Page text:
Welcome to Harvest Monday, where we celebrate all things harvest related. I managed to bring in several fresh harvests last week. First up were the turnips, literally pulled up from the main garden. I harvested the red skinned Tsugaru Scarlet and Scarlet Ohno Revival plus the white salad turnips Oasis. There was a little over five pounds total of roots and greens before cleaning and trimming them up.
The Tsugari Scarlet is a Japanese variety that I generally use for pickling or kraut. This year I decided to make fermented ‘pickles’ out of them, since we still have lots of kraut in the frig. The flesh inside these turnips is white with streaks of reddish pink, and I think it has a fairly spicy flavor.
I cut them into wedge shapes, then packed them in a quart jar along with a few cloves of garlic and added a 2% brine solution I made with sea salt and water. I’ll leave them sit on the kitchen counter for a week or two. They should turn to a uniform shade of pink after they have fermented. After less than two days they were bubbling away on the counter, and turning the brine pink, so they are off to a good start.
The Oasis has white skin and white fleshed roots with a mild flavor, and I think the greens are as tasty as the roots. All the turnips had been through several freeze cycles, but seemed none the worse for it. My wife cooked the Oasis roots up with the greens for a side dish one night.
It’s my first time growing the Scarlet Ohno Revival. I grew these mostly for the greens, but I have to say the roots were a pleasant surprise. I thought the skin was a little tough, perhaps because I left them grow for a long time, but after peeling the roots cooked up nice and tender. The inside flesh was white with pink flecks, though not quite as striking as the Tsugaru Scarlet.
Other than turnips, I pulled the last of the mature lettuce from the cold frame beds. I had three plants of Tall Oaks left. They too had been through several cycles of freezing and thawing, but unlike the turnips they were protected by the cold frames. Tall Oaks is a Wild Garden Seed creation of oak leaf types crossed with romaines, and wound up being one of my favorites of the lettuces I grew this year. The plants are not completely uniform in size, color or shape, but most of mine turned out to be tall green oak leaf types. I cut them anywhere from the baby to the mature stage, and all had tender leaves with a crunchy midrib. Some of this wound up in a turkey taco salad, which also featured some of the cilantro sprouts I am growing, along with leftover Thanksgiving turkey.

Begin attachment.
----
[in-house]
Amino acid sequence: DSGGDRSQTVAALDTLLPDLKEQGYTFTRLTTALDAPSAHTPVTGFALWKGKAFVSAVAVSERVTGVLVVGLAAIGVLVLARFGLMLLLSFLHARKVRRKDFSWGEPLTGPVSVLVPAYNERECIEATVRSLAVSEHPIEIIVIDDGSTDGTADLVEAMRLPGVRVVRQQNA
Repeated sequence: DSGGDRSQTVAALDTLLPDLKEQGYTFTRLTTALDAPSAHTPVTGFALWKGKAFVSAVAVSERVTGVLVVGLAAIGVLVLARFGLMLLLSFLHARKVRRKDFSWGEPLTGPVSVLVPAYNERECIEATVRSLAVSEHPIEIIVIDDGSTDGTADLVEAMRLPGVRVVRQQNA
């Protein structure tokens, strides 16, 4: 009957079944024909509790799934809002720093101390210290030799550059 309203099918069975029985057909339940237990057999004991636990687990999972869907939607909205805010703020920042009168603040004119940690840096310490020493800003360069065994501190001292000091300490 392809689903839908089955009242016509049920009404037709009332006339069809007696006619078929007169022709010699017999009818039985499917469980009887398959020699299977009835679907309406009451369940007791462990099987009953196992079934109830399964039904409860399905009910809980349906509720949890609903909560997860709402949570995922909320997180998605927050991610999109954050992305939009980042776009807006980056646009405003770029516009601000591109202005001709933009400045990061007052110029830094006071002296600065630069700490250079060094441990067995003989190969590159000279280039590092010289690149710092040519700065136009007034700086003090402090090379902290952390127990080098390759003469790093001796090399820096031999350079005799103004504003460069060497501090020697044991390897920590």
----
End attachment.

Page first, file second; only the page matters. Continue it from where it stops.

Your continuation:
The other harvest I got last week was pea shoots, grown indoors under fluorescent lights in the basement. This variety is Dwarf Grey Sugar, an heirloom snow pea. There’s about three ounces of them in this cutting, and we stir fried them very briefly. We cooked a couple of big King Oyster mushrooms first, then added the pea shoots right at the end and turned off the heat. We gave them a splash of soy sauce and sesame oil and served them up as a quick side dish. I say ‘we’ in the prep details because it was a joint effort between me and my wife, as we collaborated on preparing this first harvest of shoots. I’ve got more of the Dwarf Grey Sugar shoots left, and I’ve started a second batch of shoots using Johnny’s Field Peas, which it says are the ‘preferred pea’ for shoots. We should know in a few days which one of the two we prefer.
Harvest Monday is a day to show off your harvests, how you are saving your harvest, or how you are using your harvest. If you have a harvest you want to share, add your name and blog link to Mr Linky below. And be sure and check out what everyone is harvesting!